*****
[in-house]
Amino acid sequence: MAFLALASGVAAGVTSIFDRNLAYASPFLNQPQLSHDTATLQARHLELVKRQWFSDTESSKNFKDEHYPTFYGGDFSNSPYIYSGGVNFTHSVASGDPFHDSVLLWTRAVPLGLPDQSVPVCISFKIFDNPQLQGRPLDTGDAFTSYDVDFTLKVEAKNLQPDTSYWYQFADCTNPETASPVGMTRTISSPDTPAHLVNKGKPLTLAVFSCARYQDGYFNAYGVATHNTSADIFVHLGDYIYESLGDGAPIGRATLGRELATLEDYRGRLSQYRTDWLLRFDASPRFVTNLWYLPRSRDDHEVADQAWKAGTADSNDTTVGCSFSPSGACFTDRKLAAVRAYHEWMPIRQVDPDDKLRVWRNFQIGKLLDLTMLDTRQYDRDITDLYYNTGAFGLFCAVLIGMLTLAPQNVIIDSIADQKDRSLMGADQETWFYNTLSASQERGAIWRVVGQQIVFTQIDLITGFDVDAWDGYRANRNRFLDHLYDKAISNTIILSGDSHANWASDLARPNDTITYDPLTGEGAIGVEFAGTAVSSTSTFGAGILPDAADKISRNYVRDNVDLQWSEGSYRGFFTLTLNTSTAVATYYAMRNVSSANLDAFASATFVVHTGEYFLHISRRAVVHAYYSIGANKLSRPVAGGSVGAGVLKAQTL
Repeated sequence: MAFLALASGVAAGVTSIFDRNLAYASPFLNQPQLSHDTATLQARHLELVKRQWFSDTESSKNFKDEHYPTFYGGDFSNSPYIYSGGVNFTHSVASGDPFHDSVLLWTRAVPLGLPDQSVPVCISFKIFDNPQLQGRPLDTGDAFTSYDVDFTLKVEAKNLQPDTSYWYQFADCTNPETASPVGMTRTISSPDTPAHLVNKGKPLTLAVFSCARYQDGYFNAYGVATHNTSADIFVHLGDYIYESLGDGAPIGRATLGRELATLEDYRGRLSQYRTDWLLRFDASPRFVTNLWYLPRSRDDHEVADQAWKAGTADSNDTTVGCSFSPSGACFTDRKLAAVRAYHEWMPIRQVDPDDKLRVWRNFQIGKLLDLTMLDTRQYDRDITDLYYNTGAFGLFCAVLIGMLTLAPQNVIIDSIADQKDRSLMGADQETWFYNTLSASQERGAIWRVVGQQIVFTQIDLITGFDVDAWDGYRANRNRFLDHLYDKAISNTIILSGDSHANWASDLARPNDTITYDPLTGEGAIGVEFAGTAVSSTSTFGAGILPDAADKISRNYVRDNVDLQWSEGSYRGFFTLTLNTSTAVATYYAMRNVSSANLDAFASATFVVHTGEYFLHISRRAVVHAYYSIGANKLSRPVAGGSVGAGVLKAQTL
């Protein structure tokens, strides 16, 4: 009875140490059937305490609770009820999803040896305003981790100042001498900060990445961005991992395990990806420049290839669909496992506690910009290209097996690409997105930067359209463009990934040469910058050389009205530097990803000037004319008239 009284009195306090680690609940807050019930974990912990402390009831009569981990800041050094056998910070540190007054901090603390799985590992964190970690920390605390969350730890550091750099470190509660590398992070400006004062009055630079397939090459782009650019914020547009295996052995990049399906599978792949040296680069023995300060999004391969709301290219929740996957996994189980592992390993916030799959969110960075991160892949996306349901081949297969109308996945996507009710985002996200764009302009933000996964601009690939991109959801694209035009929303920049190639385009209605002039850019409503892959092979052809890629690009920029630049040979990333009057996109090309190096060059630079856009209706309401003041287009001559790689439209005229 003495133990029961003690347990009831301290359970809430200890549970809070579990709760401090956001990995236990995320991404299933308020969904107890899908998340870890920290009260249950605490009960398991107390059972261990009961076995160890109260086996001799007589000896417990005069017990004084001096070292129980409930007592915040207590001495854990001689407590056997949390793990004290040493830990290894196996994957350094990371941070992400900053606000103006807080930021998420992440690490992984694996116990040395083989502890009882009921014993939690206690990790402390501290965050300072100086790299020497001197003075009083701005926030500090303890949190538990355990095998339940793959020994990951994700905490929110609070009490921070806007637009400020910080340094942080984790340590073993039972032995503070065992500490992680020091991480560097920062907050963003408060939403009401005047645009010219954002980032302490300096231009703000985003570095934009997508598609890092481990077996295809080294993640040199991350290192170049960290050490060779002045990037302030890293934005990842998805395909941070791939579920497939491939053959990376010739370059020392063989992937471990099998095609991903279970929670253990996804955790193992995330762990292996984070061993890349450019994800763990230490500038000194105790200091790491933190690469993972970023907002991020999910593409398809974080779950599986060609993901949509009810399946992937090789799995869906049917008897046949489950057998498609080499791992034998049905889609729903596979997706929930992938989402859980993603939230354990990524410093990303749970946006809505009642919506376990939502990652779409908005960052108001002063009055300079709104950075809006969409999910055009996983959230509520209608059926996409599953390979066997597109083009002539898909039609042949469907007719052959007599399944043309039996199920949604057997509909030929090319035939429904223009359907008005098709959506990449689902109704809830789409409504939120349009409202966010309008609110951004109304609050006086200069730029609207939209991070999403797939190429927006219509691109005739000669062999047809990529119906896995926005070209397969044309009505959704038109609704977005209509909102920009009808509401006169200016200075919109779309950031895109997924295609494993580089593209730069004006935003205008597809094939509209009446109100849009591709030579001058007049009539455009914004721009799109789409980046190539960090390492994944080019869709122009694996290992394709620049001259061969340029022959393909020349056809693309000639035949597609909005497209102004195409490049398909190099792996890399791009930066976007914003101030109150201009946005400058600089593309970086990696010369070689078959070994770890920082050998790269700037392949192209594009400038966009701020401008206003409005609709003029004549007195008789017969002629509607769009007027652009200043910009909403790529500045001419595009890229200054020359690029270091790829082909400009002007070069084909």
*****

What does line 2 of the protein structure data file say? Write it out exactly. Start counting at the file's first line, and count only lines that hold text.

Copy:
Amino acid sequence: MAFLALASGVAAGVTSIFDRNLAYASPFLNQPQLSHDTATLQARHLELVKRQWFSDTESSKNFKDEHYPTFYGGDFSNSPYIYSGGVNFTHSVASGDPFHDSVLLWTRAVPLGLPDQSVPVCISFKIFDNPQLQGRPLDTGDAFTSYDVDFTLKVEAKNLQPDTSYWYQFADCTNPETASPVGMTRTISSPDTPAHLVNKGKPLTLAVFSCARYQDGYFNAYGVATHNTSADIFVHLGDYIYESLGDGAPIGRATLGRELATLEDYRGRLSQYRTDWLLRFDASPRFVTNLWYLPRSRDDHEVADQAWKAGTADSNDTTVGCSFSPSGACFTDRKLAAVRAYHEWMPIRQVDPDDKLRVWRNFQIGKLLDLTMLDTRQYDRDITDLYYNTGAFGLFCAVLIGMLTLAPQNVIIDSIADQKDRSLMGADQETWFYNTLSASQERGAIWRVVGQQIVFTQIDLITGFDVDAWDGYRANRNRFLDHLYDKAISNTIILSGDSHANWASDLARPNDTITYDPLTGEGAIGVEFAGTAVSSTSTFGAGILPDAADKISRNYVRDNVDLQWSEGSYRGFFTLTLNTSTAVATYYAMRNVSSANLDAFASATFVVHTGEYFLHISRRAVVHAYYSIGANKLSRPVAGGSVGAGVLKAQTL